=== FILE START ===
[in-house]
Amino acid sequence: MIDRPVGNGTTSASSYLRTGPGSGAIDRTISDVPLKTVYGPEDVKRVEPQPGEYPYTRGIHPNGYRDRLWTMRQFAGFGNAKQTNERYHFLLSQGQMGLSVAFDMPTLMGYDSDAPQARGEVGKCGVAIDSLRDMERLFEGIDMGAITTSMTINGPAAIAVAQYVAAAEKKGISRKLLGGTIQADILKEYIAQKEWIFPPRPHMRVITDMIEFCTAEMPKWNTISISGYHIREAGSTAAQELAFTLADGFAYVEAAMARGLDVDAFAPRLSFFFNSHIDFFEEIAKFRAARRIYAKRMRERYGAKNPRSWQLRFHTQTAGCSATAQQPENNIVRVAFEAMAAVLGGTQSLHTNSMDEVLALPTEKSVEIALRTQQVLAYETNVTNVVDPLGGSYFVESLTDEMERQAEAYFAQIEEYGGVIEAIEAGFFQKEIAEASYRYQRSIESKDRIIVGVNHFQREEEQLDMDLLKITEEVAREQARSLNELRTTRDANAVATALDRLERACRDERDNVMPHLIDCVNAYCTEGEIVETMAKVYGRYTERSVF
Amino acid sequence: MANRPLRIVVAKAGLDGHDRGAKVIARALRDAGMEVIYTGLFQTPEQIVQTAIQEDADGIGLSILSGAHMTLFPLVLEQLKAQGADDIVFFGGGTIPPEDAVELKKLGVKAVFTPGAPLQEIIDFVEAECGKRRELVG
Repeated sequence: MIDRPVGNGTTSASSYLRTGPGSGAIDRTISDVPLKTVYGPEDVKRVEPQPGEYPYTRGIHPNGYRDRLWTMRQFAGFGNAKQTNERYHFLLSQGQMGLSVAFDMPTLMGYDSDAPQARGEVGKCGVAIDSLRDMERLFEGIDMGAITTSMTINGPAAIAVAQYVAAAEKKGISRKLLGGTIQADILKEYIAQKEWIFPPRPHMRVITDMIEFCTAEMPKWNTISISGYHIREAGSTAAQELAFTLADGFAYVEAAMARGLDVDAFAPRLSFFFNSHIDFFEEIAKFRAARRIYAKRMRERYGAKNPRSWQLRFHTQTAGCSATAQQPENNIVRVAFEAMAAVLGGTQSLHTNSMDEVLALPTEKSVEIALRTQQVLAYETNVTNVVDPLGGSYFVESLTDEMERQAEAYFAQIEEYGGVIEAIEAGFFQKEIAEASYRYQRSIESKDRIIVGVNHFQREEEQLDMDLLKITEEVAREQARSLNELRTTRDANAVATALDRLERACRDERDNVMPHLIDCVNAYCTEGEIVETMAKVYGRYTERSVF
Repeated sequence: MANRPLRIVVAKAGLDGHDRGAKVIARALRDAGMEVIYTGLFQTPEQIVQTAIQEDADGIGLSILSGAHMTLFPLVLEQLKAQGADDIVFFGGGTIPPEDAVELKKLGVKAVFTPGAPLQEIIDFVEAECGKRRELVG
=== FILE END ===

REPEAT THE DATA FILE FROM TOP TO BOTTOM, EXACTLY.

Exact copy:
[in-house]
Amino acid sequence: MIDRPVGNGTTSASSYLRTGPGSGAIDRTISDVPLKTVYGPEDVKRVEPQPGEYPYTRGIHPNGYRDRLWTMRQFAGFGNAKQTNERYHFLLSQGQMGLSVAFDMPTLMGYDSDAPQARGEVGKCGVAIDSLRDMERLFEGIDMGAITTSMTINGPAAIAVAQYVAAAEKKGISRKLLGGTIQADILKEYIAQKEWIFPPRPHMRVITDMIEFCTAEMPKWNTISISGYHIREAGSTAAQELAFTLADGFAYVEAAMARGLDVDAFAPRLSFFFNSHIDFFEEIAKFRAARRIYAKRMRERYGAKNPRSWQLRFHTQTAGCSATAQQPENNIVRVAFEAMAAVLGGTQSLHTNSMDEVLALPTEKSVEIALRTQQVLAYETNVTNVVDPLGGSYFVESLTDEMERQAEAYFAQIEEYGGVIEAIEAGFFQKEIAEASYRYQRSIESKDRIIVGVNHFQREEEQLDMDLLKITEEVAREQARSLNELRTTRDANAVATALDRLERACRDERDNVMPHLIDCVNAYCTEGEIVETMAKVYGRYTERSVF
Amino acid sequence: MANRPLRIVVAKAGLDGHDRGAKVIARALRDAGMEVIYTGLFQTPEQIVQTAIQEDADGIGLSILSGAHMTLFPLVLEQLKAQGADDIVFFGGGTIPPEDAVELKKLGVKAVFTPGAPLQEIIDFVEAECGKRRELVG
Repeated sequence: MIDRPVGNGTTSASSYLRTGPGSGAIDRTISDVPLKTVYGPEDVKRVEPQPGEYPYTRGIHPNGYRDRLWTMRQFAGFGNAKQTNERYHFLLSQGQMGLSVAFDMPTLMGYDSDAPQARGEVGKCGVAIDSLRDMERLFEGIDMGAITTSMTINGPAAIAVAQYVAAAEKKGISRKLLGGTIQADILKEYIAQKEWIFPPRPHMRVITDMIEFCTAEMPKWNTISISGYHIREAGSTAAQELAFTLADGFAYVEAAMARGLDVDAFAPRLSFFFNSHIDFFEEIAKFRAARRIYAKRMRERYGAKNPRSWQLRFHTQTAGCSATAQQPENNIVRVAFEAMAAVLGGTQSLHTNSMDEVLALPTEKSVEIALRTQQVLAYETNVTNVVDPLGGSYFVESLTDEMERQAEAYFAQIEEYGGVIEAIEAGFFQKEIAEASYRYQRSIESKDRIIVGVNHFQREEEQLDMDLLKITEEVAREQARSLNELRTTRDANAVATALDRLERACRDERDNVMPHLIDCVNAYCTEGEIVETMAKVYGRYTERSVF
Repeated sequence: MANRPLRIVVAKAGLDGHDRGAKVIARALRDAGMEVIYTGLFQTPEQIVQTAIQEDADGIGLSILSGAHMTLFPLVLEQLKAQGADDIVFFGGGTIPPEDAVELKKLGVKAVFTPGAPLQEIIDFVEAECGKRRELVG